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‘Upfronts’ showcase TV’s changes, dilemmas

Kai Ryssdal May 17, 2007
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‘Upfronts’ showcase TV’s changes, dilemmas

Kai Ryssdal May 17, 2007
HTML EMBED:
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KAI RYSSDAL: Avery Fisher Hall at Lincoln Center in New York City can seat 2,700 people. Two thousand, seven hundred thirty-eight to be precise. But when we wanted to talk to a television writer about the big network ad pitches happening there this week, we had to track him down in Chicago, wWhere he was watching what are called the upfronts on closed circuit. That’s because Avery Fisher Hall was jammed to the rafters with ad buyers

Aaron Barnhart is the TV critic at the Kansas City Star. Hi Aaron, good to talk to you again.

AARON BARNHART: Yeah, likewise, Kai.

RYSSDAL: Let’s get to the bottom line first, I suppose as it were, and talk about how much money the networks are thinking to get. Last year, it was just shy of $9 billion in the upfronts. Are they gonna get close to that this year, top it, what are they gonna do?

BARNHART: They might very well get the $9 billion that they have traditionally gotten in recent years — I think it peaked at around $9.5 billion couple years ago. But the other question is, when are they gonna get the money? See, these upfronts used to be sort of the feeding frenzy kind of at Sea World, when they throw chum in the pool. You know, as soon as these presentations, these big song-and-dance affairs in New York got done, they got down to brass tax and everybody, you know, was trying to sign deals as quickly as possible. Now what you’re seeing is that the upfronts are dragging on and on throughout the summer. Last year, the upfront was a very protractive process, and all indications are it’s gonna be another long summer again.

RYSSDAL: All right. Well even though you can’t be there, Aaron, these are by all accounts sort of a tough upfront for the networks. What are they dealing with this year that’s sort of different than in the past?

BARNHART: There’s so much now more in play, there’re more variables out there. We have talked about DVR usage in the past, the people using time-shifting machines to skip past commercials. There’s also been, in the past year, two new ratings that have come out from Nielsen, the ratings company.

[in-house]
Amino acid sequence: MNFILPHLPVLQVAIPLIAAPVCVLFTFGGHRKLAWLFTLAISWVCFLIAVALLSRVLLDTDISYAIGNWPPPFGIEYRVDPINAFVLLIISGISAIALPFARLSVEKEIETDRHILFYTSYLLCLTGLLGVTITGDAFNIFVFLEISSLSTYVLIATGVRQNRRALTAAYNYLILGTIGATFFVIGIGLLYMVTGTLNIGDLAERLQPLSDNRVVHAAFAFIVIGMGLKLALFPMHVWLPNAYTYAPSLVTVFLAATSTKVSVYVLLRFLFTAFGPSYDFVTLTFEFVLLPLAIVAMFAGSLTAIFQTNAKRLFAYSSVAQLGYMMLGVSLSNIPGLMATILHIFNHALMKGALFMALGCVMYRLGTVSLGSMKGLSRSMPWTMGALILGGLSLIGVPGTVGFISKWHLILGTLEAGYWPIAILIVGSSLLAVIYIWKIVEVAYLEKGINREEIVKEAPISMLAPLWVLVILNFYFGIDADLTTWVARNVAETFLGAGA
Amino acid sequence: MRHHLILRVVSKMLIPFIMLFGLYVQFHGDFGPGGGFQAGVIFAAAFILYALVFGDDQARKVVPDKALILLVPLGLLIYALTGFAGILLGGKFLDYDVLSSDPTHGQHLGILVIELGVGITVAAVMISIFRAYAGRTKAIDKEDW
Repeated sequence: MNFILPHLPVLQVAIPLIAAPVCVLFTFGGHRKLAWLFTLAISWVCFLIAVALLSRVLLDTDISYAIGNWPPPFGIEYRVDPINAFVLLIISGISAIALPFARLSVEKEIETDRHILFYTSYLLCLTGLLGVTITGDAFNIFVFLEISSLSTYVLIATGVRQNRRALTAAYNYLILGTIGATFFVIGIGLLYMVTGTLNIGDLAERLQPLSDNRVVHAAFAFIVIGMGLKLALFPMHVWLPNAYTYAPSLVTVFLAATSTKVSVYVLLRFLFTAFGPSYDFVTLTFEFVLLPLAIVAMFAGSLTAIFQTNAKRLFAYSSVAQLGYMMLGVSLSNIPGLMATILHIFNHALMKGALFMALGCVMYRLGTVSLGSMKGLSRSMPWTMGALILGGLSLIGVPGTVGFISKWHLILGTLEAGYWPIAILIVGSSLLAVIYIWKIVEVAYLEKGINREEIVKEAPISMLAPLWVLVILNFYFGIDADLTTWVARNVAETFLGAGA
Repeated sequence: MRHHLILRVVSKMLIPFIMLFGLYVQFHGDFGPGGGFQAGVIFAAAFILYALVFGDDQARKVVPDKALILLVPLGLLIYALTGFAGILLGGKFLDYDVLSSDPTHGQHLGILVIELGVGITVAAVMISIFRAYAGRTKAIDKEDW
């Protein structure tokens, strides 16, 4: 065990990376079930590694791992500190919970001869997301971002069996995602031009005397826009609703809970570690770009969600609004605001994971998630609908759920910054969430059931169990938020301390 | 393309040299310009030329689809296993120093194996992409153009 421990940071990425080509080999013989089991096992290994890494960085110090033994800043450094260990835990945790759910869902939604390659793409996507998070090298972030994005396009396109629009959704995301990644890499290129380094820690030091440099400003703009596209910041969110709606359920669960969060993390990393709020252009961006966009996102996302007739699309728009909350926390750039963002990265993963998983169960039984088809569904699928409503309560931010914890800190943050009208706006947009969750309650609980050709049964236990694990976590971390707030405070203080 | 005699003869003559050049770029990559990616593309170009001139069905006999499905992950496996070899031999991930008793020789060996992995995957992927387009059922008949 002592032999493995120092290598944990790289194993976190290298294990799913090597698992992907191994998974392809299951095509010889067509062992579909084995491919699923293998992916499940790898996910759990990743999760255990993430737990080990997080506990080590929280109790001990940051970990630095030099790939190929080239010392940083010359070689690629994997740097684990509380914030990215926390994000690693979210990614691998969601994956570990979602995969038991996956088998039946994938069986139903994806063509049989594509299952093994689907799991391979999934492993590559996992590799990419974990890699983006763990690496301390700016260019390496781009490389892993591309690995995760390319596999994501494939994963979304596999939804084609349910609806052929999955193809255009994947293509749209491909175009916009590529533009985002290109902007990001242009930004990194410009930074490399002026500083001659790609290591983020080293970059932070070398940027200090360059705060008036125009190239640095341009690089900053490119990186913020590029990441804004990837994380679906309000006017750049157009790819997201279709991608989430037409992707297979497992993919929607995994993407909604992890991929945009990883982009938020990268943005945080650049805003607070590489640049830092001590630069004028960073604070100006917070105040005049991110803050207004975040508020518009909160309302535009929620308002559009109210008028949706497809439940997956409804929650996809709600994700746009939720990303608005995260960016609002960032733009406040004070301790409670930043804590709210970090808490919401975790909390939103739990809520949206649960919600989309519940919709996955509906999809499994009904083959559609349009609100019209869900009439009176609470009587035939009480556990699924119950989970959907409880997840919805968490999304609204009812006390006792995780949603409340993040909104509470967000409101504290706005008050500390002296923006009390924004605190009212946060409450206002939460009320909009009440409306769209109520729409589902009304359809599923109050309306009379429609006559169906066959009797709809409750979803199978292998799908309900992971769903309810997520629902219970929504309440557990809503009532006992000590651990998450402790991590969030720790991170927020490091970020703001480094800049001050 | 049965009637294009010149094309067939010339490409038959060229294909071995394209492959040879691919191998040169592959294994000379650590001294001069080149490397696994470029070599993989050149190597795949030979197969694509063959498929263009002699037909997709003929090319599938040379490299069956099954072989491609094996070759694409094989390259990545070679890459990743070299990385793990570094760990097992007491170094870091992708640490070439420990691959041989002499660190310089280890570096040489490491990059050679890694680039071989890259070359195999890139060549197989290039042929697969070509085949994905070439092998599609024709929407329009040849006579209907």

One of the metrics is called “Live Plus.” I’ll just give you one number here: 32 percent. This is the percentage by which the audience, for one show, NBC’s “The Office,” jumped between the time that the show airs and three days later, when all of the time-shifters had been able to watch the show. So the networks want credit for all that extra viewing that goes on. The advertisers respond by pointing to another metric that Nielsen has come up with called commercial ratings — the half-hour or hour-long program rating for a show, minus all that pesky program content that gets in the way of the commercials. And the advertisers are saying, “Look, you know, it’s great that people have these DVRs, and that broadcast shows are the most popular things recorded on DVRs, but we want to use these commercial ratings as a proof of performance that the people who are watching your shows are also sticking around for the commercials.” And that’s gonna make negotiations awfully hairy this summer.

RYSSDAL: Aaron, let me move away from the technology and from Madison Avenue and the advertising and talk about the actual programming here for a second. You know, some big hits, like “Lost” and “24” are seeing declining audiences — “Survivor” had its lowest rating in forever. How are they changing the programming?

BARNHART: Well, you named it, Kai. The trend for serial dramas is DOA. There are not gonna be any new serial thrillers or dramas this fall and probably for a long time. The other big change that you’re gonna see is in scheduling. We are starting to see, finally, the end of the hiatus — this long vacation that many popular programs take because the networks are trying to stretch a 22-episode order over a 39-week broadcast season. And so now you’re seeing programs like “Law and Order,” for instance, are gonna come back at midseason. These are programs now where the networks have figured out, “If we put it on and just keep it on — and don’t show reruns and don’t take it off the air — that’s the way to hold on to the audience.”

RYSSDAL: Aaron Barnhart is the television critic for the Kansas City Star. He runs a website called TVBarn.com. We got to him in Chicago ’cause there wasn’t enough room for him in the upfronts at New York. Aaron, thanks a lot.

BARNHART: Thank you, Kai.

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